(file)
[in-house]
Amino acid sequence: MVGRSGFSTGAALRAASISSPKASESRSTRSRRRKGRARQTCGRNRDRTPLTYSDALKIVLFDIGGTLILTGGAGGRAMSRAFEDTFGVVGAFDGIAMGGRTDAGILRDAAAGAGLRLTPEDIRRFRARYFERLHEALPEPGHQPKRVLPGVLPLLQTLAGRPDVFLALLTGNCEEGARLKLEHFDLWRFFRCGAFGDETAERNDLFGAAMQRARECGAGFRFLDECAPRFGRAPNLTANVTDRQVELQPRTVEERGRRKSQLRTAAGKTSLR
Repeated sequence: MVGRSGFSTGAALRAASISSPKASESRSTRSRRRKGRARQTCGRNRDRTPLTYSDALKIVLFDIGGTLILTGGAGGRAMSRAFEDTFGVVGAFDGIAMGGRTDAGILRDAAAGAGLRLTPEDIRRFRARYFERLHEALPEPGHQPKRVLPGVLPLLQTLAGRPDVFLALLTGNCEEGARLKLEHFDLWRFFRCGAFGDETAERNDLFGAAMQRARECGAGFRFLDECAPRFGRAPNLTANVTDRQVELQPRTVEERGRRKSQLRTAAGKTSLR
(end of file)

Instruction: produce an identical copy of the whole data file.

[in-house]
Amino acid sequence: MVGRSGFSTGAALRAASISSPKASESRSTRSRRRKGRARQTCGRNRDRTPLTYSDALKIVLFDIGGTLILTGGAGGRAMSRAFEDTFGVVGAFDGIAMGGRTDAGILRDAAAGAGLRLTPEDIRRFRARYFERLHEALPEPGHQPKRVLPGVLPLLQTLAGRPDVFLALLTGNCEEGARLKLEHFDLWRFFRCGAFGDETAERNDLFGAAMQRARECGAGFRFLDECAPRFGRAPNLTANVTDRQVELQPRTVEERGRRKSQLRTAAGKTSLR
Repeated sequence: MVGRSGFSTGAALRAASISSPKASESRSTRSRRRKGRARQTCGRNRDRTPLTYSDALKIVLFDIGGTLILTGGAGGRAMSRAFEDTFGVVGAFDGIAMGGRTDAGILRDAAAGAGLRLTPEDIRRFRARYFERLHEALPEPGHQPKRVLPGVLPLLQTLAGRPDVFLALLTGNCEEGARLKLEHFDLWRFFRCGAFGDETAERNDLFGAAMQRARECGAGFRFLDECAPRFGRAPNLTANVTDRQVELQPRTVEERGRRKSQLRTAAGKTSLR